Update at 3:35 p.m. PST: Digg CEO Jay Adelson has posted a blog that seems to be saying talk of a Digg sale is much ado about nothing. My colleague Caroline McCarthy has written about what Adelson had to say on
Are we nearing the end of Digg independence?
Michael Arrington over at TechCrunch is reporting Friday that Google, Microsoft, and two media companies may be preparing to make an offer on Digg. Just how much Digg could fetch isn't quite clear: Arrington reports it's likely to be in the range of $200 million to $225 million. If those figures are accurate, that's well below the $300 million price a bank working for Digg was floating a year ago. Interestingly, it's the exact value BusinessWeek put on Digg in a controversial August 2006 cover story.
But here's a question lots of these prospective buyers must be asking themselves: if they buy Digg, will users rebel?
Then all hell broke loose. Digg users posted hundreds of stories with links to the decryption key. Not surprisingly, those stories were dugg up until the site was blanketed with the content they had tried to pull down. Digg reversed course after users made it clear who really runs the company.
Rose wrote in a blog"...after seeing hundreds of stories and reading thousands of comments, you've made it clear. You'd rather see Digg go down fighting than bow down to a bigger company. We hear you, and effective immediately we won't delete stories or comments containing the code and will deal with whatever the consequences might be. If we lose, then what the hell, at least we died trying."
Just last week, my colleague Caroline McCarthy asked Rose at a conference in Miamiif his company got acquired. He had some very interesting comments:
For us, we have a fully funded business model, and we have a great ad relationship with Microsoft, and it feels really good to be able to react quickly and not have to worry about some of the problems that come with working with a larger company.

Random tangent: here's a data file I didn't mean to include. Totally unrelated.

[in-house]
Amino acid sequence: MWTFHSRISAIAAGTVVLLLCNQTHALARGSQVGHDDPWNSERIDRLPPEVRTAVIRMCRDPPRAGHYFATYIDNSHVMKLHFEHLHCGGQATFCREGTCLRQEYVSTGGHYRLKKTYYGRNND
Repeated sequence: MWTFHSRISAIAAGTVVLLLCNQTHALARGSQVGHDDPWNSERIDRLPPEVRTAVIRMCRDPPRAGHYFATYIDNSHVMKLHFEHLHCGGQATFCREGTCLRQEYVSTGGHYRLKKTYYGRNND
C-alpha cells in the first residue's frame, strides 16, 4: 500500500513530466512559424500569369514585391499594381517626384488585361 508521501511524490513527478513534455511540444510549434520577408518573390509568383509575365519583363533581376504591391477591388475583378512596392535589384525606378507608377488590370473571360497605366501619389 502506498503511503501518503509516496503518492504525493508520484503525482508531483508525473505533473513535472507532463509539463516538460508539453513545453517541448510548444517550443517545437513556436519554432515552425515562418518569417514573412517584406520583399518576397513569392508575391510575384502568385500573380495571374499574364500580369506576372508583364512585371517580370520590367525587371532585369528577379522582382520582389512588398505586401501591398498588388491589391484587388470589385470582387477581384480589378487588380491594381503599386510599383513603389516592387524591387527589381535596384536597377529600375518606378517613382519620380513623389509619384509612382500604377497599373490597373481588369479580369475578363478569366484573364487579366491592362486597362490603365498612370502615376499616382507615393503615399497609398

I've had several friends that have been acquired by the Yahoos and Googles of the world, and while there is some upside in certain things, for the most part, it slows things down. You can't get a product out the door fast enough.
OK, whether Rose is thrilled about working for The Man isn't as important as what users think. Early returns on the Digg boards aren't promising. Just a sampling of the first page of comments on the thoroughly dugg TechCrunch post includes:
"Don't sell Digg Kevin! Digg this story he needs to know how we feel!"
"DO NOT WANT!!!!!"
The sentiment among Diggers who accept that selling little companies to big companies is the way capitalism often works is, above all: Don't sell to Microsoft. "If google gets digg. I'm ok with that. If Microsoft gets digg, I'm not and won't be coming back to dig," wrote another user.
No doubt, if a sale does go through, it will be the community that decides if it's money well spent. A Digger, not surprisingly, perfectly summarizes the dilemma for any corporate suitor. Here's a slightly condensed version:
1. msft has spent enough time on this site to realize they are hated, why would they buy a community that hates them?
2. google has lost a few billion the last few months. while a digg purchase is still a drop in the bucket for them, i assume social website acquisitions can't be a high priority for them and will be frowned upon by the market
3. after hd-dvd, i wouldn't want digg if i had to buy it. why drop a couple hundred mil for a group that will turn on and shut the site down (on) you in a second?
Good points. I suspect a few M&A types are asking themselves those questions right now.